This sounds vaguely like a scam.

Agreed.
Especially with statements like these:
"Launching plasma in open air is the 'Holy Grail' in the field of physics,"

I've heard all kinds of things touted as the 'holy grail of physics' (mostly in the context of unifying gravity with the other forces) - but self sustaining plasma rings hasn't been one of them to date.

I also have a bit of a problem with the heading.
Plasma device could revolutionize energy generation and storage

How exactly does this revolutionize energy generation and storage? Anyone have an idea? (Unless it's mentioned in the video, which I can't access for some reason)
gwrede
2.3 / 5 (6) Apr 17, 2013
Wow! Either these guys are deceiving themselves, or they are deceiving us. Were they Italians, I'd be sure of the latter. But being American, I think they are devout Creationists.

Making a regular smoke ring gets no different whether the stuff is hot or cold or even plasma. You can even make smoke rings simply by dropping ink in a glass of water. (They'd be called ink rings.)

I think Curry is desperate enough to try some "innocent stretching of the truth" here.

"We have a world-class team at MU's Center for Physical & Power Electronics, but that team will evaporate without funding," Curry said.
If this is what the team believes in, then I suggest they evaporate.

Oh, and a final word to any university in Missouri: Let's just leave Serious Physics to universities on the East and West coast, OK?
xeb
1 / 5 (1) Apr 17, 2013
"A multi-millisecond duration, exploding wire air plasma with electron density of at least 1014 /cm3 has been developed and is presented in this study. Confining the radial expansion of an exploding wire discharge has resulted in interesting magnetohydrodynamic effects, producing a toroidal air plasma, or TAP." (Investigation of a toroidal air plasma under atmospheric conditions, 07.2012)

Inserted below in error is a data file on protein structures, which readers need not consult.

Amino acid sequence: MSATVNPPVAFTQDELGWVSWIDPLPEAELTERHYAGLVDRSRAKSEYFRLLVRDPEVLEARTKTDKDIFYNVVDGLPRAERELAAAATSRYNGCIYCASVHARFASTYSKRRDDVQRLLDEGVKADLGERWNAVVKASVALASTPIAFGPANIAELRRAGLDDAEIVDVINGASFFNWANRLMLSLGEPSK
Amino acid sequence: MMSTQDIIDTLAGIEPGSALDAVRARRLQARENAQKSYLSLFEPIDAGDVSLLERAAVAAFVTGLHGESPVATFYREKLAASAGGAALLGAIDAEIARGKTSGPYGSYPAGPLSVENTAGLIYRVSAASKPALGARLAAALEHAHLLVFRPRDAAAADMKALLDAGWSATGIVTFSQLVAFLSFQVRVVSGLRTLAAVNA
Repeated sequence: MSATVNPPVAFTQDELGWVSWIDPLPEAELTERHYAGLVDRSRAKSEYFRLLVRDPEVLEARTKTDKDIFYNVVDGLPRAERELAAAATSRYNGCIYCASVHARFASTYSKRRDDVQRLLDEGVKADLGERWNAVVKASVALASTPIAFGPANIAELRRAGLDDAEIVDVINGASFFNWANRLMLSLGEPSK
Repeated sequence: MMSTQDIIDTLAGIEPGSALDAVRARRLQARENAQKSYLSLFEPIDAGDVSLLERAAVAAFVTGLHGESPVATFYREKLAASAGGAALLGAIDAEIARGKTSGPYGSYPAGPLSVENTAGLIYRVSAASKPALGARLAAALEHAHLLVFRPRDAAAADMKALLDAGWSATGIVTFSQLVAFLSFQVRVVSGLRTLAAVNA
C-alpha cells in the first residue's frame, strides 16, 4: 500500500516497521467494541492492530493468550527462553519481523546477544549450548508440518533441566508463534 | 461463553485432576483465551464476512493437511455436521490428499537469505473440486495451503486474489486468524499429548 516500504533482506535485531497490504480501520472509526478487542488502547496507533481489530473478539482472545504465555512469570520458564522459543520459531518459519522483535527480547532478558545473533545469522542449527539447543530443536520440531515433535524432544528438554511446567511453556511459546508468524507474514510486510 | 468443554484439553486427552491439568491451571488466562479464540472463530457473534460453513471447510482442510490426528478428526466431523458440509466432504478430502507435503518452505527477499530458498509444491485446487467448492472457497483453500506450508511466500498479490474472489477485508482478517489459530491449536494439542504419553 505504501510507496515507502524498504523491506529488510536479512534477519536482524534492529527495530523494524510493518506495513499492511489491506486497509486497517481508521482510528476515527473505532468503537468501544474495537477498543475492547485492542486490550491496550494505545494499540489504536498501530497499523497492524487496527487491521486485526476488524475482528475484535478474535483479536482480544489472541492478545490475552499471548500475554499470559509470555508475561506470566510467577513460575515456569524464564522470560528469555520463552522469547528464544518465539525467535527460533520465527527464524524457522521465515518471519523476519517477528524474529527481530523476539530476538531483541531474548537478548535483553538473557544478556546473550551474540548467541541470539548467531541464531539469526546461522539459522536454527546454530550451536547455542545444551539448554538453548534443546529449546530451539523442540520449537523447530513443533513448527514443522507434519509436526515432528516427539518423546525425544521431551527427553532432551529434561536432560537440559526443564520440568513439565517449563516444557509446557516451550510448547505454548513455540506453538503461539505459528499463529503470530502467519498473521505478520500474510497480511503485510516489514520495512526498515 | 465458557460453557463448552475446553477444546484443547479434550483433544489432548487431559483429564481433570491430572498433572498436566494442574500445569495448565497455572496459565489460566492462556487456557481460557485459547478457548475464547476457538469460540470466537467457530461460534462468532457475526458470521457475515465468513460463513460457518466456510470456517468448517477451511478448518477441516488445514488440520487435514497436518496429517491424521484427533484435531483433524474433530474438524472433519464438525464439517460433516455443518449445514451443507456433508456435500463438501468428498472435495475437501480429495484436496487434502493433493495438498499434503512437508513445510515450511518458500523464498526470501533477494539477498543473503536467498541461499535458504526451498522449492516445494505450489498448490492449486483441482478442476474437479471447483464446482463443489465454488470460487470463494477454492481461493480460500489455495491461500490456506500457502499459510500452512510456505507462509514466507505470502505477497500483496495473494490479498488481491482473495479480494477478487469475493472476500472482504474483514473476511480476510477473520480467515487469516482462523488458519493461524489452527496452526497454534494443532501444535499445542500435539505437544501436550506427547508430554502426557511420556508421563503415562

Q-Star
2.8 / 5 (6) Apr 17, 2013
Hundreds of degrees K? Someone is throwing jargon around.


A pet peeve of mine. Not so much the throwing around jargon. Throwing incorrect jargon regardless of who is throwing it. It's more than a pet peeve when it comes from "the Logan Distinguished Professor of Electrical & Computer Engineering and Director of the Center for Physical & Power Electronics".

It's "HUNDREDS OF KELVINS". (Or better yet: "a not so interestingly high or low temperature".)
nkalanaga
4.5 / 5 (2) Apr 17, 2013
For comparison, 300 Kelvins is a comfortable temperature for humans. So "hundreds of Kelvins" may not be that hot at all...
cantdrive85
1 / 5 (5) Apr 21, 2013
HOT GAS!
TheGhostofOtto1923
3 / 5 (2) Apr 21, 2013
Wadadlichicknot rated yet Apr 16, 2013
Didn't "Blacklight power", a company based in Princeton, NJ start this about 18 years ago???? They got as far as teaming up with Daimier for a car plasma fuel cell, and then I never heard of them again....
Perhaps because you didn't look? They are claiming great progress with their validated hydrino process. Try GOOGLE.
barakn
3 / 5 (2) Apr 21, 2013
"Validated hydrino process?" Who validated it - Mr. Ed?
barakn
3 / 5 (2) Apr 21, 2013
The University of Missouri, the institution that employed the neutron-Sun crank and incestuous pedophile Oliver K Manuel for several decades.
thenamesd
not rated yet Apr 22, 2013
"What I can see at the video are just normal vortex rings made of ionized air - no sign of magnetic stabilization can be seen there."

Yes a Vortex ring, and what do charged particles create as they move through space? A magnetic field. Especially when the charged particles are also rotating on an axis which is perpendicular to the tangent at the edge of the vortex ring. This is the magnetic self stabilization.

Evidence of this can be see by looking at the B&W sequence, you can see plasma ions moving through the center of the vortex along the center axis of the vortex . Plus the plasma ball starts out fairly large and the ring spontaneously formed. Other than being very Hot, Plasma tends to dissipate very quickly because well, they are all same charge naturally repelling it self. This coherent ring formation is evidence of magnetic stabilization.. or im just making stuff up... im cool with either opinion
axemaster
5 / 5 (1) Apr 23, 2013
Other than being very Hot, Plasma tends to dissipate very quickly because well, they are all same charge naturally repelling it self.

Untrue. Plasmas are nearly always electrically neutral.
Neinsense99
3.3 / 5 (7) May 27, 2013
Stargate staff weapon!


I was immediately thinking of military applications. Plasma weapons and shields are generally considered the holy grail of military technology.

Obviously, civilians should not have access to this technology.


Somebody has been watching too much space opera, where ships have infinite power supplies, never have to deal with cooling and battle is at point blank range like it was still the age of sail.